- Associated Press - Wednesday, March 16, 2011

LAHORE, Pakistan (AP) — A CIA contractor who shot and killed two Pakistani men was freed from prison on Wednesday after the United States paid $2.34 million in “blood money” to the victims’ families, Pakistani officials said, defusing a dispute that had strained ties between Washington and Islamabad.

In what appeared to be a carefully choreographed end to the diplomatic crisis, the U.S. Embassy said the Justice Department had opened an investigation into the killings on Jan. 27 by Raymond Allen Davis. It thanked the families for “their generosity” in pardoning Mr. Davis but did not mention any money changing hands.

Mr. Davis left the country immediately on a U.S. flight, Pakistani and American officials said.

Rebecca Davis, Mr. Davis‘ wife, said she was elated when she learned of her husband’s release in a phone call at 6:30 a.m. She said she doesn’t know where the money paid to release her husband came from.

“I knew it was self-defense. My husband is not a killer; he’s not a Rambo,” she said, speaking outside her home in Highlands Ranch, Colo.

** FILE ** Pakistani security officials escort Raymond Allen Davis (center), a U.S. Consulate employee, to a local court in Lahore, Pakistan, on Friday, Jan. 28, 2011. (AP Photo/Hamza Ahmed, File)
** FILE ** Pakistani security officials escort Raymond Allen Davis (center), a ... more >

U.S. Secretary of State Hillary Rodham Clinton, speaking from Cairo, thanked Pakistan and the families of the two men for allowing Mr. Davis to go free. She called the two Pakistani men who were shot “victims.”

Mrs. Clinton said the United States did not pay to win Mr. Davis‘ release, but she didn’t dispute that the men’s families were compensated. The amount and source of money paid to the families is not yet completely clear.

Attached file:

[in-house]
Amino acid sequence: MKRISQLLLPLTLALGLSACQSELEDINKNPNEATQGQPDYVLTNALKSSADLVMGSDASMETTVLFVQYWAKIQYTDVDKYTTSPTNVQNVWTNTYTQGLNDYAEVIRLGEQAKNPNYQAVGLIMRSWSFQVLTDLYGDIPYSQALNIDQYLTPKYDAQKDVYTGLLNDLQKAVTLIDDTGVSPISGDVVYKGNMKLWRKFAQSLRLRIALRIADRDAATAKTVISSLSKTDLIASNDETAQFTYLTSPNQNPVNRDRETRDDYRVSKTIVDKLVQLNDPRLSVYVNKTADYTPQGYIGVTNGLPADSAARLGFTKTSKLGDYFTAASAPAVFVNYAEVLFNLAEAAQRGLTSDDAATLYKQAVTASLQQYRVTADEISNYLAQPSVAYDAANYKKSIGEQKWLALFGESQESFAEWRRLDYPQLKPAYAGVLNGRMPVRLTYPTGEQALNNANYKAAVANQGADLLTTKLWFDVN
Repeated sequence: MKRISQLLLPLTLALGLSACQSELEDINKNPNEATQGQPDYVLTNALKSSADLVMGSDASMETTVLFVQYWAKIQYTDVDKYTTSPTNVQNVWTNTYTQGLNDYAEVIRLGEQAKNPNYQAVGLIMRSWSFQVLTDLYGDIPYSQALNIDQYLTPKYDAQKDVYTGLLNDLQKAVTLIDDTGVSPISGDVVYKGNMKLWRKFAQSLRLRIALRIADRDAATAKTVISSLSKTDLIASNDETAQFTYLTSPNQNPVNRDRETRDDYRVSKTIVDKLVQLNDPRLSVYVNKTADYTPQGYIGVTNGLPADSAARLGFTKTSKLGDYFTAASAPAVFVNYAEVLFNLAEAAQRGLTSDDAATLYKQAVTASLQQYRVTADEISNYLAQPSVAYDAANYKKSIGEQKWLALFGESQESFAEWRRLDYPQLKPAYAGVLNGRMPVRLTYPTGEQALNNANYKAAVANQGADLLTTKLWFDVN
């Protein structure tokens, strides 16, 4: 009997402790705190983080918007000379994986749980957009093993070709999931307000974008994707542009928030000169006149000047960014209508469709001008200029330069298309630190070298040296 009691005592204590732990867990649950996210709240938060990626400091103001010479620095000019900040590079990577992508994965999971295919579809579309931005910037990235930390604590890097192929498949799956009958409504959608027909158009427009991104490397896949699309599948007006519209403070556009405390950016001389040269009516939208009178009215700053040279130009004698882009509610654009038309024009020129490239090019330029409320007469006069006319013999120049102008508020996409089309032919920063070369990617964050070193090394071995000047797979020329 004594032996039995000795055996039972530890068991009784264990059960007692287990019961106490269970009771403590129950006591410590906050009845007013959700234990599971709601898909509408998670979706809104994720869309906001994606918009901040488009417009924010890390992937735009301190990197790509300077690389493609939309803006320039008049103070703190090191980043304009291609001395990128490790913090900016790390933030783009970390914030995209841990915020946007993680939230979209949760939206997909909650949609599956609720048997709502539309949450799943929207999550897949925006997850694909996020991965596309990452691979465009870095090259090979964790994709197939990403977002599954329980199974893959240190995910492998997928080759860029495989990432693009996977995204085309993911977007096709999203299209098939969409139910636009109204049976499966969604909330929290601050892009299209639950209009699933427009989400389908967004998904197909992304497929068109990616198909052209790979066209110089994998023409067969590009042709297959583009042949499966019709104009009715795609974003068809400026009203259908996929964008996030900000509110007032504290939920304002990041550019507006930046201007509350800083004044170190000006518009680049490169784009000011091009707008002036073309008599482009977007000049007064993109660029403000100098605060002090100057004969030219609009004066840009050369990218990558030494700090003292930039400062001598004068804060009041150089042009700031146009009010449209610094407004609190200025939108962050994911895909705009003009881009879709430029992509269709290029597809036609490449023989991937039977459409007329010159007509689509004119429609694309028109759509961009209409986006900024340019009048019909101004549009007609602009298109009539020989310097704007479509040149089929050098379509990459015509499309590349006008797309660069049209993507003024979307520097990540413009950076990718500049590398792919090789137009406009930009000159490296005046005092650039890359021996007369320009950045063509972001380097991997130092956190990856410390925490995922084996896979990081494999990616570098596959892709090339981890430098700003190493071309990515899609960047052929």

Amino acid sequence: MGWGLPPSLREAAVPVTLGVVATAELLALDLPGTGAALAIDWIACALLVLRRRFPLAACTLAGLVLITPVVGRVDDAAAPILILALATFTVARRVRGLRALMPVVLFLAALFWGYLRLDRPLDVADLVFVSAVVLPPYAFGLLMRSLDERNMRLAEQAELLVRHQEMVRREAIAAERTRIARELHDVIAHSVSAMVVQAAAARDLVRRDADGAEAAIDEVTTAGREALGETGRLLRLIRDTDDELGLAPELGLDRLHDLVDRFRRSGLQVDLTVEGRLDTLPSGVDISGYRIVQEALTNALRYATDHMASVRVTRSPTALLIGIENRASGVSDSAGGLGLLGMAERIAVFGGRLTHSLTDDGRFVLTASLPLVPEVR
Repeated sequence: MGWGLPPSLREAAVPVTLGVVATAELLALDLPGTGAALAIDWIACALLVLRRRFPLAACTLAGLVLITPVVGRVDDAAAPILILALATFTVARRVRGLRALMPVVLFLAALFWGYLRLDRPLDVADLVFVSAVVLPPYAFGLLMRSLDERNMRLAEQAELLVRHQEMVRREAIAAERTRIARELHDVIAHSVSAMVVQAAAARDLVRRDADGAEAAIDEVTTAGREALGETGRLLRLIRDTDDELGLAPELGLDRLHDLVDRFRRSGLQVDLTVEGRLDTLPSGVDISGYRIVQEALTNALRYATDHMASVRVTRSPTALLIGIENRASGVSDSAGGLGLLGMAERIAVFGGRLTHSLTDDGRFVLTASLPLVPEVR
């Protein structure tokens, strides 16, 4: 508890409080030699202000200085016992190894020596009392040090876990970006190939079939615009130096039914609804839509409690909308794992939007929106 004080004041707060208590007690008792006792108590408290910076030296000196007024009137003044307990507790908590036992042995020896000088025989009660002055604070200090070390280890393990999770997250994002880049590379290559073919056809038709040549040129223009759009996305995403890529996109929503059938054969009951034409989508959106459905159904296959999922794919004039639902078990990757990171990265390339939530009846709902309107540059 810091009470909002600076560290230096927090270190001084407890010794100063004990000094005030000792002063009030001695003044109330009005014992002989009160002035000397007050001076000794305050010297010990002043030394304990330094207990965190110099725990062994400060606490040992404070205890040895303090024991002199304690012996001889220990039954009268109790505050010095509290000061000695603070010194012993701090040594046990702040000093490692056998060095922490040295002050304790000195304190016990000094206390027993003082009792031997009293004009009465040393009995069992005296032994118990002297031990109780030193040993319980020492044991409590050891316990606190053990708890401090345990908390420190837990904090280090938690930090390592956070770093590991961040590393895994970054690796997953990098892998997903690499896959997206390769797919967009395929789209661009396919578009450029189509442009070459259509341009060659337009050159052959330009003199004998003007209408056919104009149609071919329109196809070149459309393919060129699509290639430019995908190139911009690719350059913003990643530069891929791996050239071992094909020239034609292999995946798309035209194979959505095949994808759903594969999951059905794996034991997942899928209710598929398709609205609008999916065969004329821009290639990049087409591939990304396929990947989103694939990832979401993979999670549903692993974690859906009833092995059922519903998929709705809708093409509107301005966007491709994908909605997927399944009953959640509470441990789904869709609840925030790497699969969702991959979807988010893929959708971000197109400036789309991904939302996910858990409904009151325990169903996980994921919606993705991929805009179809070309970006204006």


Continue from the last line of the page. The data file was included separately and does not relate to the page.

The killings and detention of Mr. Davis triggered a fresh wave of anti-American sentiment in Pakistan and were testing an alliance seen as key to defeating al Qaeda and ending the war in Afghanistan.

Antagonism was especially sharp between the CIA and Pakistan‘s powerful Inter Services Intelligence, which said it did not know Mr. Davis was operating in the country. One ISI official said the agency had backed the “blood money” deal as way of soothing tensions.

Small groups of protesters took to the street in major cities after nightfall, briefly clashing with police outside the U.S. Consulate in Lahore, where officers fired tear gas at men burning tires and hurling rocks. Some called for larger protests Friday after noon prayers.

Mr. Davis, a 36-year-old Virginia native, claimed he acted in self-defense when he killed the two men on the street in the eastern city of Lahore. The United States initially described him as either a U.S. consular or embassy official, but officials later acknowledged he was working for the CIA, confirming suspicions that had aired in the Pakistani media.

The United States insisted Mr. Davis was covered by diplomatic immunity, but the weak government here, facing intense pressure from Islamist parties, sections of the media and the general public, did not say whether this was the case.

The payment of “blood money,” sanctioned under Pakistani law, was suggested as the best way to end the dispute.

Given the high stakes for both nations, few imagined either side would allow it to derail the relationship. The main question was how long it would take to reach a deal.

Punjab Law Minister Rana Sanaullah said Mr. Davis was charged with murder Wednesday in a court that was convened in a prison in Lahore but immediately was pardoned by the families of the victims after the payment.

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